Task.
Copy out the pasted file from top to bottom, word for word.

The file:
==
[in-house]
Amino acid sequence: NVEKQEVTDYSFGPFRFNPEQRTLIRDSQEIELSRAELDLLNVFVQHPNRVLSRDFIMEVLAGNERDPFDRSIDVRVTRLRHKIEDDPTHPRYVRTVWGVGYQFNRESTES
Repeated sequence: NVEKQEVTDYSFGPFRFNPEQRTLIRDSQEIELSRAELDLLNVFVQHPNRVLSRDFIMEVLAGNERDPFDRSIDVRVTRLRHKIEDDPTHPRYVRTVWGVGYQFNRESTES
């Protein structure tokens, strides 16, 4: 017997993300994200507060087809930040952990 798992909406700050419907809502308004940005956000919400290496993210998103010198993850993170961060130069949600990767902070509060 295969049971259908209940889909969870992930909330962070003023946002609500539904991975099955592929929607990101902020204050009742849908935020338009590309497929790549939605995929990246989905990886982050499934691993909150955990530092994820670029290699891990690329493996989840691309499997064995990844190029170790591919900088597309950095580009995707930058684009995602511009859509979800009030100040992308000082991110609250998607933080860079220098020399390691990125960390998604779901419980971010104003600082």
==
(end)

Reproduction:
[in-house]
Amino acid sequence: NVEKQEVTDYSFGPFRFNPEQRTLIRDSQEIELSRAELDLLNVFVQHPNRVLSRDFIMEVLAGNERDPFDRSIDVRVTRLRHKIEDDPTHPRYVRTVWGVGYQFNRESTES
Repeated sequence: NVEKQEVTDYSFGPFRFNPEQRTLIRDSQEIELSRAELDLLNVFVQHPNRVLSRDFIMEVLAGNERDPFDRSIDVRVTRLRHKIEDDPTHPRYVRTVWGVGYQFNRESTES
């Protein structure tokens, strides 16, 4: 017997993300994200507060087809930040952990 798992909406700050419907809502308004940005956000919400290496993210998103010198993850993170961060130069949600990767902070509060 295969049971259908209940889909969870992930909330962070003023946002609500539904991975099955592929929607990101902020204050009742849908935020338009590309497929790549939605995929990246989905990886982050499934691993909150955990530092994820670029290699891990690329493996989840691309499997064995990844190029170790591919900088597309950095580009995707930058684009995602511009859509979800009030100040992308000082991110609250998607933080860079220098020399390691990125960390998604779901419980971010104003600082």